Water Analogy for Electricity
Date: Fall 2012
I am writing science materials for third graders and want to explain the flow of electrical current through a wire by comparison to water in a hose. But there is something I need to be clear on to make sure I communicate correctly: If the resistors on a circuit are light bulbs that emit energy as both heat and light, how does one describe what is lost from the overall circuit? The potential or kinetic energy of the electrons that are moving through the wire? Not that third graders need that detail, but I need it to make sure I am thinking rightly about this!
The potential energy of the electrons drops as they pass through dissipative devices such as resistors. If you are comparing to water in a hose, the water pressure drops through dissipative elements.
Richard E. Barrans Jr., Ph.D., M.Ed.
Department of Physics and Astronomy
University of Wyoming
Potential Energy is lost. Almost all energy within a circuit is potential energy. Voltage, or potential difference, is potential energy per unit charge. As electrons have negative charge, they flow from lower to higher electric potential. An increase of electric potential (i.e. a rise of voltage) is a drop in electric potential energy for electrons.
Dr. Ken Mellendorf
Thank you for your e-mail.
I have thought of electricity in a wire as analogous to water in a (pipe). Resistors (or light bulbs) are analogous to restrictions in the pipe; the rapid flow through such restrictions results in a pressure difference, heating, and the expenditure of power. The pressure is analogous to electrical voltage and the water flow is analogous to electrical current flow. In some ways, the comparison becomes more difficult: I have no easy analogy with water for light from a bulb. A hole in the pipe causes leakage while electric current leakage requires some sort of alternate path such as another wire. A hole is comparable to a wire. I am not sure how far you want to go with this.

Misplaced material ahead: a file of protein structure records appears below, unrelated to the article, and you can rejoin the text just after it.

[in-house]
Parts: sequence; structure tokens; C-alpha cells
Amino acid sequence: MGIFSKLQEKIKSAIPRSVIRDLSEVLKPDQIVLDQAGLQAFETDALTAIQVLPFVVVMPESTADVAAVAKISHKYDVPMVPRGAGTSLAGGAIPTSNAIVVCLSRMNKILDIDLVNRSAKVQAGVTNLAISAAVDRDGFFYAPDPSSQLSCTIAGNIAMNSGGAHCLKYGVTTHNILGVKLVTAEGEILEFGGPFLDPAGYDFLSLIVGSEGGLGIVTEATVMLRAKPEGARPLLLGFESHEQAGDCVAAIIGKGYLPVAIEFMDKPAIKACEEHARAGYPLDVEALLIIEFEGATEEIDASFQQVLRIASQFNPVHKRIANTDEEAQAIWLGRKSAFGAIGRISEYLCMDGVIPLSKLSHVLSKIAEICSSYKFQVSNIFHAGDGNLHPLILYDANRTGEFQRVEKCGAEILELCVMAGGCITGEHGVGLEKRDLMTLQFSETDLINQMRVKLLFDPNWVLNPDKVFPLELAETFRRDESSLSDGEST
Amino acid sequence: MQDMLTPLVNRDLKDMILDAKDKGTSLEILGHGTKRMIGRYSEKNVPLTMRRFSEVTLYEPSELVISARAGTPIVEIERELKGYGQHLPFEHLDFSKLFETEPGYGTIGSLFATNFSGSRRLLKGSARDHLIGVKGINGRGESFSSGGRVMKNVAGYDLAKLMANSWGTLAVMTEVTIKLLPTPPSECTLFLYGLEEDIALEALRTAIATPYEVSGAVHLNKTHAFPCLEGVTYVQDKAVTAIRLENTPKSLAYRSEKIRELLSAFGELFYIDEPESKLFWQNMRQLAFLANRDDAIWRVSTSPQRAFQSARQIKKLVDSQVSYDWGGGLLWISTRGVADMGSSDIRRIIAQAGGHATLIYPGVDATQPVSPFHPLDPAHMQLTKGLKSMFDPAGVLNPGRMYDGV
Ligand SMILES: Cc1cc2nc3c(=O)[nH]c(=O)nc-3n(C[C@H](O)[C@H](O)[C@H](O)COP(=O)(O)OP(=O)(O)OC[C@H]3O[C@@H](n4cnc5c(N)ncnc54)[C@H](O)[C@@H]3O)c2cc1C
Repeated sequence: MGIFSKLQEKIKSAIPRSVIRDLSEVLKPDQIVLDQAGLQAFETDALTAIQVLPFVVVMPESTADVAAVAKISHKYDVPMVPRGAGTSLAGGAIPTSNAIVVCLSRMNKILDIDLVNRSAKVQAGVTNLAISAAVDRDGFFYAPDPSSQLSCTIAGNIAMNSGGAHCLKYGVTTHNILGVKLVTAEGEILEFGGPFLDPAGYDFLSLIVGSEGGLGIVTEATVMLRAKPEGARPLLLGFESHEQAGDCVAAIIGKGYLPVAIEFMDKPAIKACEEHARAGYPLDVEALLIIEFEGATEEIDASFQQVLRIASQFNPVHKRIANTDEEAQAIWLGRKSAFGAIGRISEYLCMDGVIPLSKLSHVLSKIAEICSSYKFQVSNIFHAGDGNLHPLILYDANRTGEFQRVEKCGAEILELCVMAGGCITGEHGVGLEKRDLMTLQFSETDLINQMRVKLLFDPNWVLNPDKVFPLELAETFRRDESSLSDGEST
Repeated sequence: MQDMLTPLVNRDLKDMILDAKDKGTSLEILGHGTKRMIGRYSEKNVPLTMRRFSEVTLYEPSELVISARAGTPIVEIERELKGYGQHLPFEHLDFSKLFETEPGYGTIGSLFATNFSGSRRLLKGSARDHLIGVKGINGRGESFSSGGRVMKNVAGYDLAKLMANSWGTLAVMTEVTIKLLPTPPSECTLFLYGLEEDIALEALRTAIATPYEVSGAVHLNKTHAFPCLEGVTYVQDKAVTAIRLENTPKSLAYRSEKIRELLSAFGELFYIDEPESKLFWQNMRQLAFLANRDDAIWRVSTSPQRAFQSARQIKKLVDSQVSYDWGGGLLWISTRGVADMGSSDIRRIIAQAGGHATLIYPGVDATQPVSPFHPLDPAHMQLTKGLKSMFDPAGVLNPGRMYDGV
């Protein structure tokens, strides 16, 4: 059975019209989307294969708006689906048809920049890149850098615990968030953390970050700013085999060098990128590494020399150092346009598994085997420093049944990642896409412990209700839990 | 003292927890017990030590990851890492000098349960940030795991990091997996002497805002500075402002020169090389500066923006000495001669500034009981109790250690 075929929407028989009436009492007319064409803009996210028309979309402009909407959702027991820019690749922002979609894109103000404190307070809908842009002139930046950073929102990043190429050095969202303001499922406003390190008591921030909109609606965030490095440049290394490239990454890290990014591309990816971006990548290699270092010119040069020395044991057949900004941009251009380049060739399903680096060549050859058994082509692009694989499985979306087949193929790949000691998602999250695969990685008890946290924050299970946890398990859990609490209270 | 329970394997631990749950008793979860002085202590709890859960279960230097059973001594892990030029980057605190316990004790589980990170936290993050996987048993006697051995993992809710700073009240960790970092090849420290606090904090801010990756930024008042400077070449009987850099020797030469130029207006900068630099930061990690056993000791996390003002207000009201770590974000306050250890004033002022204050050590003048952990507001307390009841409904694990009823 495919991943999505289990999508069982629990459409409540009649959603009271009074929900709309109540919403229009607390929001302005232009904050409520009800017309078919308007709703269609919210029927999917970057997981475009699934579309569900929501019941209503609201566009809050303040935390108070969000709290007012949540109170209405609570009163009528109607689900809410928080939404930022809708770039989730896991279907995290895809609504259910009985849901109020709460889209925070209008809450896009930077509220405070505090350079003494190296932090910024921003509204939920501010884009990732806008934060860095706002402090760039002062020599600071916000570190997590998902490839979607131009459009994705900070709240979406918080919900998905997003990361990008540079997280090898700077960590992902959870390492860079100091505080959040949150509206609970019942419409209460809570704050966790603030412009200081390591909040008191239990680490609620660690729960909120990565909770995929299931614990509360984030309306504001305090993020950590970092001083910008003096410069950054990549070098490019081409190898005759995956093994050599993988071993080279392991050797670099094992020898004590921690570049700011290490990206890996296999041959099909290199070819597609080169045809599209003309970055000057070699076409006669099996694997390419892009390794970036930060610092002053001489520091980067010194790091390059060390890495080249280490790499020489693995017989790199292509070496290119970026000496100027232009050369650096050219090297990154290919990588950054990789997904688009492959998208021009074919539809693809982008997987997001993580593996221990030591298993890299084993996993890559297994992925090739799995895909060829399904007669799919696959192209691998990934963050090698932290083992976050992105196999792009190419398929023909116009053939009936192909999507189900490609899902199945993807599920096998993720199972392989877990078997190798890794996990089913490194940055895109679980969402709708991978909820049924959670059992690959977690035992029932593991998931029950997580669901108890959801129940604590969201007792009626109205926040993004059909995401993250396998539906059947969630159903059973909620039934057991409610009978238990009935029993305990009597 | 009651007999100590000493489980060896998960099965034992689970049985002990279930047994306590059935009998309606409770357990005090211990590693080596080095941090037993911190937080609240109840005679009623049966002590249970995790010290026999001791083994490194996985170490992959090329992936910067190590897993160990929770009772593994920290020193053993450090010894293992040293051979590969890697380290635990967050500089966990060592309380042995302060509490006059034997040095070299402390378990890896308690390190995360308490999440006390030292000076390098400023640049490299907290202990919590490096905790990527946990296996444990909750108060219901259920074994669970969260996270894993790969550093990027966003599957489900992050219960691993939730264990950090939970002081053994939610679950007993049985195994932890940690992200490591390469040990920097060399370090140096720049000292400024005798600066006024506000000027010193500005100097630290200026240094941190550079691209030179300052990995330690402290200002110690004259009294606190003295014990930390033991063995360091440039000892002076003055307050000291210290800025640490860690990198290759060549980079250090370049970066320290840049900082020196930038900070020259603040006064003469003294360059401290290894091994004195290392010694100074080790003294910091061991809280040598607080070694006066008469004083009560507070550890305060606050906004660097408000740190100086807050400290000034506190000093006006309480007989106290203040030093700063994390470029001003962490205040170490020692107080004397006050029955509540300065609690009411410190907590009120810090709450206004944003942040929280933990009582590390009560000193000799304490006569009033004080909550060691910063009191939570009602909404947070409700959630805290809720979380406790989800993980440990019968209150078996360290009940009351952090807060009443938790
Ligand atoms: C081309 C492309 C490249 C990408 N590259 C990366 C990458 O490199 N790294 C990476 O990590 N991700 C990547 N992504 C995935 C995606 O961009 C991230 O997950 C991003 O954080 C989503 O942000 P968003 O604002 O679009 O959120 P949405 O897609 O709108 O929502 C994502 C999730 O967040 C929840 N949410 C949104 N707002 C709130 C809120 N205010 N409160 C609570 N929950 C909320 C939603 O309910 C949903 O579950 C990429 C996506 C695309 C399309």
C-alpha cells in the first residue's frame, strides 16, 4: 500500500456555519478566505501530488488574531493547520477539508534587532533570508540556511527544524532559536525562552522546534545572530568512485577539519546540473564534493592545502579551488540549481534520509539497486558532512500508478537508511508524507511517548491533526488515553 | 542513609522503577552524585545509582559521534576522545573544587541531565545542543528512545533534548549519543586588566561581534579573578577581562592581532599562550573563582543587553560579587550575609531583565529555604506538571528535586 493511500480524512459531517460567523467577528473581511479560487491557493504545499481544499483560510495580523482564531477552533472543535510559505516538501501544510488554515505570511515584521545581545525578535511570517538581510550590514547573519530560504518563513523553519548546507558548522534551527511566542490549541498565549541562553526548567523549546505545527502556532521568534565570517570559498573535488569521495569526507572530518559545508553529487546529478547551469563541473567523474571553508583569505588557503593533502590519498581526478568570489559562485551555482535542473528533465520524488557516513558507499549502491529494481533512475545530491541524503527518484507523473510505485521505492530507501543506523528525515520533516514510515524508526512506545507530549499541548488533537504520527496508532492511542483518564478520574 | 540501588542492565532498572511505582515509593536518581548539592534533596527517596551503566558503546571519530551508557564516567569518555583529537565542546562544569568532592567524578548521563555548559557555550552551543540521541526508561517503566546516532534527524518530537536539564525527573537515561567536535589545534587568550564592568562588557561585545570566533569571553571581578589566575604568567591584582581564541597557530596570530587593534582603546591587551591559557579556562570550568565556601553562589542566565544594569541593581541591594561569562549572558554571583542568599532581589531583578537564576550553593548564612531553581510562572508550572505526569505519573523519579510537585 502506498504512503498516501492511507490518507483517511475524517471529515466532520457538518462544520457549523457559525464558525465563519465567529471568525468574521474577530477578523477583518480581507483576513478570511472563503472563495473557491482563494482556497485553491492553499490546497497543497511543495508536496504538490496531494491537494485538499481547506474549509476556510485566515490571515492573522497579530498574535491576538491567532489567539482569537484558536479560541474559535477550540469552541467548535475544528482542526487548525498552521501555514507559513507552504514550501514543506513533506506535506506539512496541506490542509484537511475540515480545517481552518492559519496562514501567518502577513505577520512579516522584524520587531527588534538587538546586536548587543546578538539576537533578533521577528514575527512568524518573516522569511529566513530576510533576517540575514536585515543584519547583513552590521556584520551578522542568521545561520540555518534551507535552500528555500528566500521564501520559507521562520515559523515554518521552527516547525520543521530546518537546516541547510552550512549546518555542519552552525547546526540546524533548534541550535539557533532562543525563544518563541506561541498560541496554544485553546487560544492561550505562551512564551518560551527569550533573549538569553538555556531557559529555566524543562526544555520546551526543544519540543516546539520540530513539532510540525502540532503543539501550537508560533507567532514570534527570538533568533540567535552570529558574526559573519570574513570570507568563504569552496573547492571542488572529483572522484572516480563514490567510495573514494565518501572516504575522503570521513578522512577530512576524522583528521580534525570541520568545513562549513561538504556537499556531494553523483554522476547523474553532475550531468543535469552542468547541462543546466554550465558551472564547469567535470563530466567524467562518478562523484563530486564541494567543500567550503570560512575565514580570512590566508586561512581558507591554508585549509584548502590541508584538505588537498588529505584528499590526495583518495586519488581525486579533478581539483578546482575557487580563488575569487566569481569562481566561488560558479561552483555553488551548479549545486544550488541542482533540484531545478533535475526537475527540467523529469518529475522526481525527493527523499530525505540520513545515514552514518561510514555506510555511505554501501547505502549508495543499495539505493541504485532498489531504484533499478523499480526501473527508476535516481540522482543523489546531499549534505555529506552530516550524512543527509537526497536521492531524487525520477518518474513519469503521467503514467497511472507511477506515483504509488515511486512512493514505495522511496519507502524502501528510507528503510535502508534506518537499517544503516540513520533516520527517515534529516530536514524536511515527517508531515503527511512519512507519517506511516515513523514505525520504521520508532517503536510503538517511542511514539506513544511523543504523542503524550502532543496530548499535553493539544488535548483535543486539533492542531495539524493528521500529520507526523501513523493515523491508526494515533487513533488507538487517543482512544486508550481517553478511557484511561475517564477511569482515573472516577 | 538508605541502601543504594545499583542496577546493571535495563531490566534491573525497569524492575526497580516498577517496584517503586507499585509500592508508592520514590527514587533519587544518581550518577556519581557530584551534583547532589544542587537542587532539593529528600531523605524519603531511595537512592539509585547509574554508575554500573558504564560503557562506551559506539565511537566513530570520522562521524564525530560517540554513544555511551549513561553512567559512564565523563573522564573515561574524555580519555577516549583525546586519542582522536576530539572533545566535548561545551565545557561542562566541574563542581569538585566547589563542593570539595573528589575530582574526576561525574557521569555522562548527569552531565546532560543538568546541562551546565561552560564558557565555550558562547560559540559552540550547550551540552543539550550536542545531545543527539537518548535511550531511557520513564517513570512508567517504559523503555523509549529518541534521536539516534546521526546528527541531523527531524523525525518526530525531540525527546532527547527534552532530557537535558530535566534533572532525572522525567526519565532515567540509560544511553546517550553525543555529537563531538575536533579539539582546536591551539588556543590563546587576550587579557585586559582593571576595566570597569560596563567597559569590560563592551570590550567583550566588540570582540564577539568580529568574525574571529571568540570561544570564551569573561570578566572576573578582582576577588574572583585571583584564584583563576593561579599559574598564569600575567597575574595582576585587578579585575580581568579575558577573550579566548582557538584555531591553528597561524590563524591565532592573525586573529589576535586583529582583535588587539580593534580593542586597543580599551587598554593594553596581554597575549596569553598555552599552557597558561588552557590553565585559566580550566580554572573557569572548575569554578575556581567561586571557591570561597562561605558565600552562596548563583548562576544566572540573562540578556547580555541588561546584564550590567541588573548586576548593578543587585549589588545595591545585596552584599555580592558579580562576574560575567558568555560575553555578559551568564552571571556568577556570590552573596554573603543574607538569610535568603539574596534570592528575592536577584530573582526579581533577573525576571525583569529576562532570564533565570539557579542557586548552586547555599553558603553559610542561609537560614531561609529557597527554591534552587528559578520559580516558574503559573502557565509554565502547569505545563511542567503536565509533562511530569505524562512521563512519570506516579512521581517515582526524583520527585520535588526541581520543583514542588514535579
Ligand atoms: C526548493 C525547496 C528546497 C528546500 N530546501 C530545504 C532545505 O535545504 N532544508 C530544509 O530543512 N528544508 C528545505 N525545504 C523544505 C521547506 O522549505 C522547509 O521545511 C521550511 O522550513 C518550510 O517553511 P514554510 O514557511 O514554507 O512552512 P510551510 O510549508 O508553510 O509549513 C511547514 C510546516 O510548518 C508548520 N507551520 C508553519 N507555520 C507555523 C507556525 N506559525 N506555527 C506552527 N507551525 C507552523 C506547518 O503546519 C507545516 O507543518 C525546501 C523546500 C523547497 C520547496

I am giving you an engineer's perspective; I expect that a physicist's perspective will be different. Perhaps the best explanation will take advantage of both.
In the case of electrons and light bulbs, it would be the potential energy (or electron volts eV) of the combined electrons bombarding electrons of the filaments to produce light energy in the form of photons.
In the case of water molecules, you can think of some kind of apparatus that would convert kinetic energy to produce work such as a hydro-electric plant.
The energy lost is due to the drop on electrical potential, or
voltage, across the resistor. It is this potential/voltage that is the
driving force of current. The energy is not "kinetic energy" -- it
would be incorrect to think of electrical current as fast-moving
little balls with mass and momentum. The energy comes from the
electrical field (voltage) being established -- the electrons are
simply responding to the field according to the laws of physics.
Hope this helps,
If you are using the pressure in the water as the V and the volume of water as the I, for the R you can try using a finger pinch midway through the hose. The flow is impeded by the resistance. Think of the R as frictional resistance of the water against the walls of the hose; push back at the pinch or if there is a stick plugging up the hose. Both volume and pressure of the water will be affected. The overall power has decreased.
Heat given off due to resistance of e- current flow causes loss of energy, both I and V. The overall power decreases.
Peter E. Hughes, Ph.D. Milford, NH
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Update: November 2011